The host defences are like a two-edged sword, since although they are meant to be protective, bystander damage to the periodontal tissues may also occur. A delicate balance exists between the host defences, microbial challenge and ecological environment within the periodontal tissues, such that any upset can tip the balance and lead to periodontal destruction (Fig. 7.1).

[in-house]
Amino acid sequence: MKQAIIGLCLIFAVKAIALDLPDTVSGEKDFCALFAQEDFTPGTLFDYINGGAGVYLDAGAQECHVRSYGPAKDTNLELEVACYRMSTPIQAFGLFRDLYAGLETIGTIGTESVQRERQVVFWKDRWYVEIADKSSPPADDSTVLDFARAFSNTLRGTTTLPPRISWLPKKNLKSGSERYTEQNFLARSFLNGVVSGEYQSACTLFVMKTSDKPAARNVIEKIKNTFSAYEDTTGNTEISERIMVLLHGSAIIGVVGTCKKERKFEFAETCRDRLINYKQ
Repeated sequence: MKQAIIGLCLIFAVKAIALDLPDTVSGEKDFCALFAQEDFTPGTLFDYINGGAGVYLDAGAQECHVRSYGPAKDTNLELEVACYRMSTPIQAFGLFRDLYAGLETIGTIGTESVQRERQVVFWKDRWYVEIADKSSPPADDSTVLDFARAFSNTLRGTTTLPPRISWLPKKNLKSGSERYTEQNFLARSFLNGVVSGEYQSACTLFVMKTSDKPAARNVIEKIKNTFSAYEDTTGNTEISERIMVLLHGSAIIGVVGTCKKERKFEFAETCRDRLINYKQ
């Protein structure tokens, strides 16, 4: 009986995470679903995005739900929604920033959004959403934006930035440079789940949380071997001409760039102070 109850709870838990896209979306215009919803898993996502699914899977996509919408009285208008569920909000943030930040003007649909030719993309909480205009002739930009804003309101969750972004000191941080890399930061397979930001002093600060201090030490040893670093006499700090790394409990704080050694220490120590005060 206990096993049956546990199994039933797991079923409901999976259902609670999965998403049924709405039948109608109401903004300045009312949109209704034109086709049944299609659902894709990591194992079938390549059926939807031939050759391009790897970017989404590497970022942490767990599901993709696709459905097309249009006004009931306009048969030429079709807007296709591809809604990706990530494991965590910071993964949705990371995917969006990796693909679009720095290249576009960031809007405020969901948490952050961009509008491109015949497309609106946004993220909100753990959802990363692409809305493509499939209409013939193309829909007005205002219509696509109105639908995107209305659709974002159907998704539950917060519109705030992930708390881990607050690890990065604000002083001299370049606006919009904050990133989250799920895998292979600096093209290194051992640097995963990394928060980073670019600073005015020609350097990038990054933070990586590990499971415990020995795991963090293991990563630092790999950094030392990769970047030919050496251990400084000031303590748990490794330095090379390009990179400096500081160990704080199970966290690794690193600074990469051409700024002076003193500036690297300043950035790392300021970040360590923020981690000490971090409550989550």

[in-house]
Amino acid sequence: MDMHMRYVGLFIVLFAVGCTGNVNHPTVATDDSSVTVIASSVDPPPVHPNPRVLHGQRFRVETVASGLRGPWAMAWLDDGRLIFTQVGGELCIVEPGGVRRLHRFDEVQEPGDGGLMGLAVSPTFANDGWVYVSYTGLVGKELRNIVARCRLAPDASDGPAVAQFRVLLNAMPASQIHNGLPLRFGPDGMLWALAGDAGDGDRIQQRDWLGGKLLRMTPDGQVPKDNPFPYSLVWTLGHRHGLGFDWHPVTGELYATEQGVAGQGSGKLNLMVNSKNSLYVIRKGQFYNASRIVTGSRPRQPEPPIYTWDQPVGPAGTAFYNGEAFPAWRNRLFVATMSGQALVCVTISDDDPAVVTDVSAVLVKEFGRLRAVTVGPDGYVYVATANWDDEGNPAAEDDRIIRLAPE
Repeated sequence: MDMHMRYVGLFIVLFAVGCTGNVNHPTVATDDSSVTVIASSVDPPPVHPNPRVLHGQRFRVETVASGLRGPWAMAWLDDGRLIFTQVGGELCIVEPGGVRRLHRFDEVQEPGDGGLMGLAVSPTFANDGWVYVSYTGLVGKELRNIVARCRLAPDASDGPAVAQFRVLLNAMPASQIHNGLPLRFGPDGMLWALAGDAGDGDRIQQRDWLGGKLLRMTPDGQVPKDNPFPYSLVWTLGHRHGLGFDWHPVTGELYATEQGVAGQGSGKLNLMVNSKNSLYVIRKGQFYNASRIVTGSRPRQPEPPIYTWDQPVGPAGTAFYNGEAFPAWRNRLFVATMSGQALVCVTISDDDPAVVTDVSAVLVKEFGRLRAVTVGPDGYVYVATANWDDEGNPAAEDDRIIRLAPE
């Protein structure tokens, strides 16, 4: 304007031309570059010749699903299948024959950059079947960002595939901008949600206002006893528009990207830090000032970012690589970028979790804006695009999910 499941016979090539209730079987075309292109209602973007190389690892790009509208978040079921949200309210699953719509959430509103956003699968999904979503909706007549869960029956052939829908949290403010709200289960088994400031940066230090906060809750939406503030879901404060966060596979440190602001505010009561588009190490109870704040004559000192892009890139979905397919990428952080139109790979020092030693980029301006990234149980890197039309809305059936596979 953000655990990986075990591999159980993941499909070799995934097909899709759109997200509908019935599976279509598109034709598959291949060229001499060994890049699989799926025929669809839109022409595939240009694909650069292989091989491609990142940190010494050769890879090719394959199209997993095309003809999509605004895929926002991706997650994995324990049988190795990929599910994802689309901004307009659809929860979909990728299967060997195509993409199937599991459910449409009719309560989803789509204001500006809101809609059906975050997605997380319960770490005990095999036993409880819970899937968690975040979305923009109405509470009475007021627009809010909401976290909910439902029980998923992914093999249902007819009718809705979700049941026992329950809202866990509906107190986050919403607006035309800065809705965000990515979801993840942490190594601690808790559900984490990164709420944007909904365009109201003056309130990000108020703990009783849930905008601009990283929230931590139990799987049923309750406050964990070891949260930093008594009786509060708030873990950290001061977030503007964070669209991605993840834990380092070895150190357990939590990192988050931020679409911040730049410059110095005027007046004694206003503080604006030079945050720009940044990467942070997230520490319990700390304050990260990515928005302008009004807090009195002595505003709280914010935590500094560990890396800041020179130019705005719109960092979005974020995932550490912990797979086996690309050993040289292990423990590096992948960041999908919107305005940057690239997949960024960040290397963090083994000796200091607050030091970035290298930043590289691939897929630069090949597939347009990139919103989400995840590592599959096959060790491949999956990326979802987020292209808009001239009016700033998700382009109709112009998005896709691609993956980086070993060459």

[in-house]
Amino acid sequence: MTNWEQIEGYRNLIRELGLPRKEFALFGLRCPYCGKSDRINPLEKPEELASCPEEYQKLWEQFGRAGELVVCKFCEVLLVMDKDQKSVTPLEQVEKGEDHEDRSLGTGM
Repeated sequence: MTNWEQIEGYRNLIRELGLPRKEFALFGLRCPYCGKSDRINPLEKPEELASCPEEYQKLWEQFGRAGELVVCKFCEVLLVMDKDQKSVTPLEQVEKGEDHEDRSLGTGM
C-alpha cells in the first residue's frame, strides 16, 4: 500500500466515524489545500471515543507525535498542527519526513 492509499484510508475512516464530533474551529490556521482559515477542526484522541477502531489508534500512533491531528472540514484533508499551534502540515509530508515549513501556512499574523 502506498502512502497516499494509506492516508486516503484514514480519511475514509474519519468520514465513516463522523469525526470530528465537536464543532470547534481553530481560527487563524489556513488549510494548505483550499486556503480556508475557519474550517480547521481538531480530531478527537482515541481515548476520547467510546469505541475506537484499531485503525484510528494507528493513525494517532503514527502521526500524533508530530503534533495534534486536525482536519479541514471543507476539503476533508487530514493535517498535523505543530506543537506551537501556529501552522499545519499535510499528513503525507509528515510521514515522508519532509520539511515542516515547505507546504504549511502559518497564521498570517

Microbial plaque is the primary aetiological agent in the development of periodontal diseases, however patient susceptibility is strongly influenced by the patient’s host defences (Fig. 7.2), as well as genetic factors. Plaque in the gingival crevice initiates an inflammatory response. Innate immunity is inbuilt and requires no prior experience or exposure. Adaptive immunity is stimulus specific, and uses recognition, memory and binding to help in the elimination of the infecting agents, either by the humoral immune response or the cell-mediated response. Mediators link inflammation and immunity.